Does an employer have to keep copies of pay records and/or give copies of pay records to employees?

Not only does an employee have the right to a written paystub at the time a paycheck is provided, the employer has a legal obligation to keep pay records for at least three years. An employee also has the right to inspect and/or make copies of those records at any time.

If an employee requests to inspect or copy their paystub records, either verbally or in writing, an employer must provide an employee that opportunity within a reasonable period or no more than 21 days after the request. If an employee demands a copy of the records, the employer can charge an employee the cost to copy the records. However, most employers will provide the copies for free.

Does an employer have to keep track of the number of hours an exempt employee works?

If you are an employee exempt from overtime requirements, an employer does not have to keep track of the number of hours you work, nor report that on your paystub. However, this answer often causes confusion.

Many salaried employees are not legally exempt from overtime requirements. Those not legally exempt are entitled to accurate records showing their hours worked, even if they are paid on a salary basis. If you have questions about whether you are truly exempt from overtime, please see our overtime page.

On the other hand, if you are an exempt employee, but paid on an hourly basis, you are entitled to a statement of the hours worked. If you are paid on an hourly basis, this likely disqualifies your employer from treating you as an exempt employee and entitles you to overtime.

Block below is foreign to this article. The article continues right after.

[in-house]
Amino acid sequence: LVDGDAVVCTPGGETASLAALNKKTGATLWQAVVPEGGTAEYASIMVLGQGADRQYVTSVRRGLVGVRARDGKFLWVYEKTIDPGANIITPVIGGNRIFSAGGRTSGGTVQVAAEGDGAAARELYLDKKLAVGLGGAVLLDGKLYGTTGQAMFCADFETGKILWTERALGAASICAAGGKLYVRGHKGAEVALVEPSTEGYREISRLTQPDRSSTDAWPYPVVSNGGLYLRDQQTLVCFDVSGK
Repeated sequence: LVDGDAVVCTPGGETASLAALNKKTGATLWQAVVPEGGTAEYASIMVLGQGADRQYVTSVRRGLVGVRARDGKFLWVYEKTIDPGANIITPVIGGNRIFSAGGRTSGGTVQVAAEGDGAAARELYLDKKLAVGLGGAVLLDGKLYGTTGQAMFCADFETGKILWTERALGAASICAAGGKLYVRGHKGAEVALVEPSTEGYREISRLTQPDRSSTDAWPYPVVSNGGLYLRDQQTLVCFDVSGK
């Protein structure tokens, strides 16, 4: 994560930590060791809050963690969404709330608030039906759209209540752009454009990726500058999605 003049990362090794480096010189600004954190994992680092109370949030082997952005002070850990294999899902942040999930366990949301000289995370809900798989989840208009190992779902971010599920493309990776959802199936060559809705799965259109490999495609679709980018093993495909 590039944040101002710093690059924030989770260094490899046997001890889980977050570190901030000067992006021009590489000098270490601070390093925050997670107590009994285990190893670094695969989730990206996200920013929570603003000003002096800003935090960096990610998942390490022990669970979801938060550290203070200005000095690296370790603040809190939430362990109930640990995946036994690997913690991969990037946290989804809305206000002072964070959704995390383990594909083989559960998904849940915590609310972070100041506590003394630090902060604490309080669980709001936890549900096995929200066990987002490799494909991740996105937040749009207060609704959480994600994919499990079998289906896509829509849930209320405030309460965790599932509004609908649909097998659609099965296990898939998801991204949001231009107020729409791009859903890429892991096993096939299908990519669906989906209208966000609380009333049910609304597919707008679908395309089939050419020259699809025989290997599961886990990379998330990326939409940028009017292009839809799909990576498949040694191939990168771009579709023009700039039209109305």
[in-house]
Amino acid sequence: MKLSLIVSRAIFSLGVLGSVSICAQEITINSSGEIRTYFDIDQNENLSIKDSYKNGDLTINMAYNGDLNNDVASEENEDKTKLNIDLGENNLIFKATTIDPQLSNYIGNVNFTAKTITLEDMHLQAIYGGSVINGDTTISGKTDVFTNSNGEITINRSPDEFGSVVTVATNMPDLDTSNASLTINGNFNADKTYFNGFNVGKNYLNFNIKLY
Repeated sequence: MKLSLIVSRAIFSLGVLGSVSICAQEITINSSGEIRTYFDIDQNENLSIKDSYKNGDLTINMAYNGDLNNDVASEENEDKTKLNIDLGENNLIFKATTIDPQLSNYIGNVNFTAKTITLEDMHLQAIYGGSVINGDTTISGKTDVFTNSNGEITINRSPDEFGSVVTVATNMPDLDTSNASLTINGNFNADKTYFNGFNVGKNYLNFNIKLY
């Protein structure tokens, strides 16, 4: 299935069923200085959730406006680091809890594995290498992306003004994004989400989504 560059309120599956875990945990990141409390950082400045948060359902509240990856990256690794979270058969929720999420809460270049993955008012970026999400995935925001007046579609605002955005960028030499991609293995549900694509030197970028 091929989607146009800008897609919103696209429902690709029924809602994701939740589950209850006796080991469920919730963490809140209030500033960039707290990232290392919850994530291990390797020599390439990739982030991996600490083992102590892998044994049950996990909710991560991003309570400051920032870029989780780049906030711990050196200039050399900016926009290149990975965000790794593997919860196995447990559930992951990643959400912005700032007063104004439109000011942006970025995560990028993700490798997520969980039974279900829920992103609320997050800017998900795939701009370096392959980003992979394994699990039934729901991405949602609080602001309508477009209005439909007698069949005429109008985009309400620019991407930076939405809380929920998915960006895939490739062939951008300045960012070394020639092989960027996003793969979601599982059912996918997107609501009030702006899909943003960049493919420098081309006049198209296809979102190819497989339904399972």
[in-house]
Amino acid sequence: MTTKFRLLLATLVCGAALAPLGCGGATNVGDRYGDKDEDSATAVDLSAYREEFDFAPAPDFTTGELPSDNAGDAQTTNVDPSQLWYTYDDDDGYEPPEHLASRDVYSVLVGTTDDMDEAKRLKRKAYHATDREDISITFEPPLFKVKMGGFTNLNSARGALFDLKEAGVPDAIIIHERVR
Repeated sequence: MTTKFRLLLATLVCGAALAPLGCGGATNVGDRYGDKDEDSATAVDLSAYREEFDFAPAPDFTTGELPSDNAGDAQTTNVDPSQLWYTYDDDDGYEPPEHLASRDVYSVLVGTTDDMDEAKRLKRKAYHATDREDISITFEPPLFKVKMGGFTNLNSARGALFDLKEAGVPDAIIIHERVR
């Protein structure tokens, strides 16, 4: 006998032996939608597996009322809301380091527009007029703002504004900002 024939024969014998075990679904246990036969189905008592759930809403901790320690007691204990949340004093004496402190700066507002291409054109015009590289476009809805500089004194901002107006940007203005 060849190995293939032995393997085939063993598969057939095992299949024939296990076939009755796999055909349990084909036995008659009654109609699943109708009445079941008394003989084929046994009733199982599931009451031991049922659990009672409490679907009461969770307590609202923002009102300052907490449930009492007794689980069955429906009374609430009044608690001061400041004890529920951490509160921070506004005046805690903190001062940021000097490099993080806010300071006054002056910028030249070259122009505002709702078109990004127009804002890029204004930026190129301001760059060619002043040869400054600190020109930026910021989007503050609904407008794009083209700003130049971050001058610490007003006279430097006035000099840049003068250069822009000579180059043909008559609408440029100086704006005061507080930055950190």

What are an employee’s rights when they do not receive a proper paystub?

With a few exceptions, an employee is paid a penalty fee (up to certain maximums) from their employer for each time that they do not receive an accurate paystub. Generally speaking, the penalty for an employer not complying with paystub laws is $50.00 for the first violation, and $100 for each subsequent pay period. However, there is usually a maximum penalty of $4,000 for each employee. Additionally, an employer also pays any attorney’s fees or legal costs the employee incurred when they hired an employment attorney to obtain these statements from them.

If you have not been provided proper pay records and believe your rights have been violated, please do not hesitate to call one of our employment attorneys. We can assist you in obtaining your records and potentially recovering penalties for your employer’s non-compliance.

Send this to a friend